By Alex Lodge @alexlodgemusic
The image that always comes to mind when I think about Werkdiscs – the shadowy techno label run by Darren Cunningham – is the memory of his musical moniker Actress’ show at St John’s in Hackney last year. It was a fantastically claustrophobic and terrifying performance, during which he stalked the stage, hooded and fiercely mysterious, surveying the dancers before him swaying to the hypnotic whisper of his hissing beats. The Werkdiscs output is so dominated by his asphyxiating yet singular influence that it would be easy for the subject of this review, London-based Moiré, just to have delivered up a poor man’s Hazyville. However, while Shelter includes more than a few classic Actress flourishes, a very personal identity in the process of being developed really shines through the fuzz.
The opening track, ‘Attitude’, sets the stall out with a real statement about Moiré’s approach to techno. The beats pull at the tempo with a woozy insistence, like an old cassette that’s been wound on infinite times until the tape is stretched and slack. Vocal samples that sound like an asthmatic fax machine wheezing through a harmonica slide over the burnished steel of the mix, and shakers repeat their stuttering manifesto out of time with the rest of the pack. The track speaks, and what it says is: ‘Fuck the body, this is head music’.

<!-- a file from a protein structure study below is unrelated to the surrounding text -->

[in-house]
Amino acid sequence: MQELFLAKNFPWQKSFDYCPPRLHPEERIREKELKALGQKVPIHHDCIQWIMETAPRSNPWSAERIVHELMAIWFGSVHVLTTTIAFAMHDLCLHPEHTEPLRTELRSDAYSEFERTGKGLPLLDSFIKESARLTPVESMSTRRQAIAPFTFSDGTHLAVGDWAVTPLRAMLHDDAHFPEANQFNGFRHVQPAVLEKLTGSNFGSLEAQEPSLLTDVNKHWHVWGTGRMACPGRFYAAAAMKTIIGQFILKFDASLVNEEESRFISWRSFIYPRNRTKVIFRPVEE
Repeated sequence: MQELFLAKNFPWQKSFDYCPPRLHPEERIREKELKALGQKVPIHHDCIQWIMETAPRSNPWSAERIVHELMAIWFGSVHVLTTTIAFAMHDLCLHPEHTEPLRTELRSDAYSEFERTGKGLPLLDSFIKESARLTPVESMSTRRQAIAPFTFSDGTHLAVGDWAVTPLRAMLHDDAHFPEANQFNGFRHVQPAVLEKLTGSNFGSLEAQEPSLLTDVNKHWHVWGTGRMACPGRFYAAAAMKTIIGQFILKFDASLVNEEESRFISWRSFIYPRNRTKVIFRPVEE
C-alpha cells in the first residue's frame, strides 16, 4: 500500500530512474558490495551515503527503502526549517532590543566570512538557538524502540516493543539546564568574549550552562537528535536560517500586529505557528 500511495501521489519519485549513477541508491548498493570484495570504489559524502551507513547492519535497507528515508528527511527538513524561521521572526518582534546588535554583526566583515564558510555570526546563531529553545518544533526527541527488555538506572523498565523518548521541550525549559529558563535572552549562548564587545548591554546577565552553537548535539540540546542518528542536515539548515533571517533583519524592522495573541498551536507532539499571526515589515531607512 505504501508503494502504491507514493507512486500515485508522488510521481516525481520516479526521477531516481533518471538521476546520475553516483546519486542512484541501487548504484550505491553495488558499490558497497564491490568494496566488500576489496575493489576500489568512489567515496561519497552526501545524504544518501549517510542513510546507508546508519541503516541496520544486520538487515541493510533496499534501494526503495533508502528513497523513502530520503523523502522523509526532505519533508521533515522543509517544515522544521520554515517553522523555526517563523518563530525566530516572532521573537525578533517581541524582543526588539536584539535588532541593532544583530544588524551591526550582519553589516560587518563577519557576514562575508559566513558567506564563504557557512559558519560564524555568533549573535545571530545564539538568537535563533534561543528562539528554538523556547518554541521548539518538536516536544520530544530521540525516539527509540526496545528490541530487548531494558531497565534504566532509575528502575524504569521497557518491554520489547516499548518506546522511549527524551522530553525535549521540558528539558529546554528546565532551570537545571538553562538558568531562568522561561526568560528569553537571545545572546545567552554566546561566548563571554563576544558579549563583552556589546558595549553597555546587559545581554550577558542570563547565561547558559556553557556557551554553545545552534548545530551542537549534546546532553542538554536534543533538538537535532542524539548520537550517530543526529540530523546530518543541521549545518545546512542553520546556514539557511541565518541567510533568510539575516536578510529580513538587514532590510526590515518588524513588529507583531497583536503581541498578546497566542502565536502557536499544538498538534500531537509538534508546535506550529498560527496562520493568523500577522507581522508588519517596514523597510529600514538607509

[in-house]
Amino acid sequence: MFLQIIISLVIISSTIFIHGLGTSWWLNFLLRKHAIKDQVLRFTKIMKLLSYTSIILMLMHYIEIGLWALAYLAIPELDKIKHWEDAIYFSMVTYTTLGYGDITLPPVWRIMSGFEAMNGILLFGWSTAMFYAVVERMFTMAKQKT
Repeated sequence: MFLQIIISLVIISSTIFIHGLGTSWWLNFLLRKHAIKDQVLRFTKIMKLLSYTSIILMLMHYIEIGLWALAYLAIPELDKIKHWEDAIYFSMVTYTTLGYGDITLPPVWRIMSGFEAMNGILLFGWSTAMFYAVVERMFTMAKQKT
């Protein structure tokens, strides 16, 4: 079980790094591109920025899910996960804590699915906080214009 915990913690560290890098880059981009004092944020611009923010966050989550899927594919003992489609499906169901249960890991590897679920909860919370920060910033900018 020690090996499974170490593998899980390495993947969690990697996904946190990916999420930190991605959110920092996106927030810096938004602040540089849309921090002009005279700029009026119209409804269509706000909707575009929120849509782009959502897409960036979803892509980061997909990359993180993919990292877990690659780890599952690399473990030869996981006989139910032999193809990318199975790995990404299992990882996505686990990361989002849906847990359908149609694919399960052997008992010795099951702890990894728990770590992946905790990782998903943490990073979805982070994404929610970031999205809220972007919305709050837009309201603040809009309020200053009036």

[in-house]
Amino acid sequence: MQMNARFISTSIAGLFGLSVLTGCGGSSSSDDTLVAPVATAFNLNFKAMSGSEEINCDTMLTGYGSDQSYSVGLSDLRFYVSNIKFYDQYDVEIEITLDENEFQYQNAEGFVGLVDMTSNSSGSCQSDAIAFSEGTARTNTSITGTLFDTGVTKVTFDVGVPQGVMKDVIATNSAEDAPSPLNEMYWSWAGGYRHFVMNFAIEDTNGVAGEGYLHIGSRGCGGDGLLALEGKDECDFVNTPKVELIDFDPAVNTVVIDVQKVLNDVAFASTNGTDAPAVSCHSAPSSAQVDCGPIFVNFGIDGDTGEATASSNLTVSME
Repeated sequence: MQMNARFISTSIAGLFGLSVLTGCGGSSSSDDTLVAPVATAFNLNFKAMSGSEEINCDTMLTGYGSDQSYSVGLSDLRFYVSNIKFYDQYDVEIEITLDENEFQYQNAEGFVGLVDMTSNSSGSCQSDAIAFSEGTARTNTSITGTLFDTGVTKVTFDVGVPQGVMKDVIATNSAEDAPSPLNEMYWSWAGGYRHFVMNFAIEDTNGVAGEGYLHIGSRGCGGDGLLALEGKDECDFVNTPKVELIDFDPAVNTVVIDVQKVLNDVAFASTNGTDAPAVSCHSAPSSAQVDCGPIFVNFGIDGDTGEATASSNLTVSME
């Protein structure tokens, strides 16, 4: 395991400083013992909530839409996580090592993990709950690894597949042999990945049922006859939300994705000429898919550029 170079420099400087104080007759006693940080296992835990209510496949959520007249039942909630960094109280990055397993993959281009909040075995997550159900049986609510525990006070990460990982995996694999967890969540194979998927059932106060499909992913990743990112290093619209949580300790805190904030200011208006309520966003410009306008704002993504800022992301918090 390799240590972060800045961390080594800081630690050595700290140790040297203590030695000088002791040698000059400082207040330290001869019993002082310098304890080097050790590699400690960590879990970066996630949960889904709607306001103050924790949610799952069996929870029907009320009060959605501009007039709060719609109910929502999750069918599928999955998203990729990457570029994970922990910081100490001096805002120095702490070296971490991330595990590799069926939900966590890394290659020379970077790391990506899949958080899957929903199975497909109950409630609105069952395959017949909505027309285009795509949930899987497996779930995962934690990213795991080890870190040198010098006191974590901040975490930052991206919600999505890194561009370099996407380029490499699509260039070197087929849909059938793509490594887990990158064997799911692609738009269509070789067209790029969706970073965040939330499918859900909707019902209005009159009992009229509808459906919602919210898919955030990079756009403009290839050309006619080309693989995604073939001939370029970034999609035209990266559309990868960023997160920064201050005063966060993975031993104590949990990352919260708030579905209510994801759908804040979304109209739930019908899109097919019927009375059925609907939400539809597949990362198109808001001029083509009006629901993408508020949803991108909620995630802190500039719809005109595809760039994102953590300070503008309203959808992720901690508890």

‘Dali House’ is much more of a mover, with a flat 4 that lifts the mood and offers some variation. This moves straight into ‘Elite / Hands On’, a massive 8 minuter that feels like the concrete foundation of the LP.
In ‘No Gravity’, astral synths sputter and die on top of a bassline dripping in engine grease, hi-hats chitter like sick insects and arpeggiated synths drive the blacked-out truck on through the night.
‘Rings’ has that same thick, greasy bassline topped with shimmering, granulated guitars. This is one of the more dance floor friendly tracks that pepper the space between the druggy fog that makes up the rest of the album.
Moiré’s unique production style consistently holds the interest, giving the impression of trying to orienteer through a broken hard drive with a map covered in digital static. It’s sometimes almost as if he fell asleep stoned while arranging it and woke up in the morning thinking he’d finished it, leaving tracks to just wind down and disappear without a resolution, but this only adds to the appeal.
Stylistically, Moiré himself refers to this music as ‘London Techno’, with real justification. Shelter truly evokes the strange dystopian present of London’s oil-splattered underbelly, the beats and the rumbling sustained sub propelling us through looming tower blocks under the dirty glow of halogen streetlamps on an A road to nowhere.
In places Shelter has that Actress feeling of a scorched Earth where the only option is to survive, and sometimes it raises itself from the ashes and feels truly alive. There’s life in these beats and sometimes even a glimmer of hope. It still definitely forms an identifiable part of the Werkdiscs output, but it seems to have assimilated the best of it and injected Moiré’s own drug addled personality at the same time.
If Actress’ music is the middle of the acid trip where everything is confusing and terrifying, Shelter is the point when you realise that in a couple of hours everything is going to be ok again.